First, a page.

Insufficiently Random

The lonely musings of a loosely connected software developer.

Friday, May 14, 2010

Don't Assume You Know What's Best

Yesterday I think we finally found the cause of Gerrit Code Review issue 390 and JGit bug 308945. In issue 390 a long-running Gerrit Code Review daemon suddenly loses access to objects in one or more Git repositories. The daemon's error log shows the server cannot find a commit, but git cat-file on the command line is able to read the same commit without errors. A restart of the daemon JVM always corrects the problem. So we knew the problem had to be data corruption within JGit's in-memory caches.

All along I've been looking for some sort of data corruption in the list of known pack files. The list is managed using volatiles and AtomicReferences, and does most atomic operations itself, rather than building upon the data structures offered by the java.util.concurrent package. Since I'm not Doug Lea, its entirely possible that there is a race or unsafe write within this code. Fortunately, this code appears to be OK. I've gone over it dozens of times and cannot find a logic fault.

Then along comes bug 308945, where JGit is reading from a closed pack file.

JGit opens each pack file once using a RandomAccessFile, and then uses the NIO API read(ByteBuffer, long) to execute a thread-safe pread(2) system call anytime it needs data from the file. This allows JGit to reuse the same file descriptor across multiple concurrent threads, reducing the number of times that it needs to check the pack file's header and footer. It also minimizes the number of open file descriptors required to service a given traffic load. To prevent the file from being closed by one thread while its being read by another, JGit keeps its own internal 'in-use' counter for each file, and only closes the file descriptor when this counter drops to 0. In theory, this should work well.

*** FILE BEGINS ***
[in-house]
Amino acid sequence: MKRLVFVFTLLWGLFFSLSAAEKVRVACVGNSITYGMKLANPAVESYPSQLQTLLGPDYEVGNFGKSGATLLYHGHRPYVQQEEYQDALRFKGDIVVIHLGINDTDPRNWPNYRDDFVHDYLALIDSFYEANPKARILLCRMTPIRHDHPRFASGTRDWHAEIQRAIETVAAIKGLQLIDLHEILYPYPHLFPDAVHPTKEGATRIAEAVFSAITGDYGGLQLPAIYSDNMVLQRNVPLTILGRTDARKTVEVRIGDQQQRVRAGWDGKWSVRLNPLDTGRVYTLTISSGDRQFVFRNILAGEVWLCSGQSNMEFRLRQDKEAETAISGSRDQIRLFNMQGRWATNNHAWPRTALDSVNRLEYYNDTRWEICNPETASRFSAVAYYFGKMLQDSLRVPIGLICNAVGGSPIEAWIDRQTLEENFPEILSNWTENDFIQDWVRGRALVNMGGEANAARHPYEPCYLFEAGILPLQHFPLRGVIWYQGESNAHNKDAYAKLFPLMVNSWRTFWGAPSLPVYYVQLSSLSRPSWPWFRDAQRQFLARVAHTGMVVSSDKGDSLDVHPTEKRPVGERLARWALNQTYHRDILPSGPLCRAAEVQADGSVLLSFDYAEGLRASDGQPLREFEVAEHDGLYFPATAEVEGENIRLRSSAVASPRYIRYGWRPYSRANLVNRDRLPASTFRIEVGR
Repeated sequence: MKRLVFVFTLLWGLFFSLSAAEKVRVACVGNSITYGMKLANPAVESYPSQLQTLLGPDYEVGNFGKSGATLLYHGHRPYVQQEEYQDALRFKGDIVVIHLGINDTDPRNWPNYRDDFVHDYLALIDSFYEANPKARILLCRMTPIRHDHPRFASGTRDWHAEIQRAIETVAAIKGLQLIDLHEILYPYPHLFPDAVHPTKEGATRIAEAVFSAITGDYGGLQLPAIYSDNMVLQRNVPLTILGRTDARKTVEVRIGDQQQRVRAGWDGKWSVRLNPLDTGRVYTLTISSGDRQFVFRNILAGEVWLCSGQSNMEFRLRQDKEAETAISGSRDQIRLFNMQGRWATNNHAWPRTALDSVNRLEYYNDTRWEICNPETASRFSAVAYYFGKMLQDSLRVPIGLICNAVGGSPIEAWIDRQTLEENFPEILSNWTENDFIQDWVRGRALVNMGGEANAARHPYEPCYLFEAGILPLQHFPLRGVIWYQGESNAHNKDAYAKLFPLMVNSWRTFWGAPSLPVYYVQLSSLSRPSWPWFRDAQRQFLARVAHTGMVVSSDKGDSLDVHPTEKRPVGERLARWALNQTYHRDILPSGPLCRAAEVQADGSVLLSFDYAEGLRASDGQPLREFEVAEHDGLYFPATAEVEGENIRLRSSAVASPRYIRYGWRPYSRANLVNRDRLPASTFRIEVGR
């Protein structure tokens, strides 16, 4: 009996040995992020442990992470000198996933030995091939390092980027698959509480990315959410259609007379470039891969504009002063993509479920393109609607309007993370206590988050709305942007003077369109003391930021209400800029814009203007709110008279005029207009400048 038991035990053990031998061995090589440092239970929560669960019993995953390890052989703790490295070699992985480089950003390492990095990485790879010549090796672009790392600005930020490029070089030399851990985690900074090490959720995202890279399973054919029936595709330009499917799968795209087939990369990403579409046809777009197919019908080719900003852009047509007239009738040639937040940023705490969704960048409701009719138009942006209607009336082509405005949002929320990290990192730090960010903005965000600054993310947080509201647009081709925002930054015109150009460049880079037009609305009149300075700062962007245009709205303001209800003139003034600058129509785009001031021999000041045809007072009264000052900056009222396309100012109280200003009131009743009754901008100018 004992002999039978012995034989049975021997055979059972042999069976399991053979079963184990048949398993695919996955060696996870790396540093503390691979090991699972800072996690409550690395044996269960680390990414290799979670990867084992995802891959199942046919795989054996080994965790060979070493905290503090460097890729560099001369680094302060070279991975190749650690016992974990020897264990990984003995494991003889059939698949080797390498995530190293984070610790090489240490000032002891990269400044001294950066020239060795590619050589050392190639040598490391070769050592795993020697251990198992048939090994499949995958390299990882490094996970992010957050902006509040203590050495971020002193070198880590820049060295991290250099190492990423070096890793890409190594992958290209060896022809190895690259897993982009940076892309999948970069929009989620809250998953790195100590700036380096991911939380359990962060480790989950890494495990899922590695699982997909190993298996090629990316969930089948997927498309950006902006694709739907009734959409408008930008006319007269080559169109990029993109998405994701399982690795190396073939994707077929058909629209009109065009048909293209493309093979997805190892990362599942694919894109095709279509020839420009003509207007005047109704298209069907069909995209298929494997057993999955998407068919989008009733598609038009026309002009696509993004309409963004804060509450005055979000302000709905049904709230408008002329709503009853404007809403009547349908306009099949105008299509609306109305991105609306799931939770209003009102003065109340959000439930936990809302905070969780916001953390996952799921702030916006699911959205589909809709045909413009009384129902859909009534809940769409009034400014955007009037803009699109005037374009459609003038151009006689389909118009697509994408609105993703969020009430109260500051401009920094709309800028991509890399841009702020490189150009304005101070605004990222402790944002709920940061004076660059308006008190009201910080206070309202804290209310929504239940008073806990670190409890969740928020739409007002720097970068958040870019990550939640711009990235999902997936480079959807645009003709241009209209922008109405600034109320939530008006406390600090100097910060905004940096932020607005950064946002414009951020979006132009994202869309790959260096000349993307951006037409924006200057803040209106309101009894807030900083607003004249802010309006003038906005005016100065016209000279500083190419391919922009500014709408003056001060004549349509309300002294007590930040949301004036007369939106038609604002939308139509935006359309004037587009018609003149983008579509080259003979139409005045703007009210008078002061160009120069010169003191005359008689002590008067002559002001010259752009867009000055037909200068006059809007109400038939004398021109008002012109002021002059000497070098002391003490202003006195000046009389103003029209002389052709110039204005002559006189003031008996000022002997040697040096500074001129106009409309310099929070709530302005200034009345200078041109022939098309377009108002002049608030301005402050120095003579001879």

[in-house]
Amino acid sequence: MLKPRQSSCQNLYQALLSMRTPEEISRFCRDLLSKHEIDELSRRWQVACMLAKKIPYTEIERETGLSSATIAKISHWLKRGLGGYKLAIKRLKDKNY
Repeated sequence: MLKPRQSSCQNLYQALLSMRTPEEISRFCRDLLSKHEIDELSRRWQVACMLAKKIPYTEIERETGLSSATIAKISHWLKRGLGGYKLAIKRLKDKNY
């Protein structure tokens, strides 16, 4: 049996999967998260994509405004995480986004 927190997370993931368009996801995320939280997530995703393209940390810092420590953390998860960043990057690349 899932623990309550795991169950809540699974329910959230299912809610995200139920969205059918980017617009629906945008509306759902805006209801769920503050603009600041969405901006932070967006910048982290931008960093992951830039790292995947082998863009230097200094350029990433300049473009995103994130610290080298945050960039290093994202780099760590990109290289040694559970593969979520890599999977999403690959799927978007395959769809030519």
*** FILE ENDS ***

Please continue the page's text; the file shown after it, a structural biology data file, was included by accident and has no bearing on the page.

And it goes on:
Right until we mixed in MINA SSHD, a pure Java SSH server. When a client disconnects unexpectedly, MINA appears to be sending an interrupt to the thread that last read data from the client connection. If that thread is currently inside of read(ByteBuffer,long), the read is interrupted, the file descriptor is closed, and an exception is thrown to the caller.

Wait, what? The file descriptor is closed?

And therein lies the bug. When I selected read(ByteBuffer,long) and this file descriptor reuse strategy for JGit, I failed to notice the documentation for throws ClosedByInterruptException. That oversight on my part lead to the misuse of an API, and an ugly race condition.

When MINA SSHD interrupts a working JGit thread at the right place, the current pack file gets closed, but JGit's in-use counter thinks its still open. Subsequent attempts to access that file all fail, because its closed. When JGit encounters a pack file that is failing to perform IO as expected, it removes the file from the in-memory pack file list, but leaves it alone on disk. JGit never picks up the pack file again, as the pack file list is only updated when the modification time on the GIT_DIR/objects/pack directory changes. Without the pack file in the list, its contained objects cannot be found, and they appear to just vanish from the repository.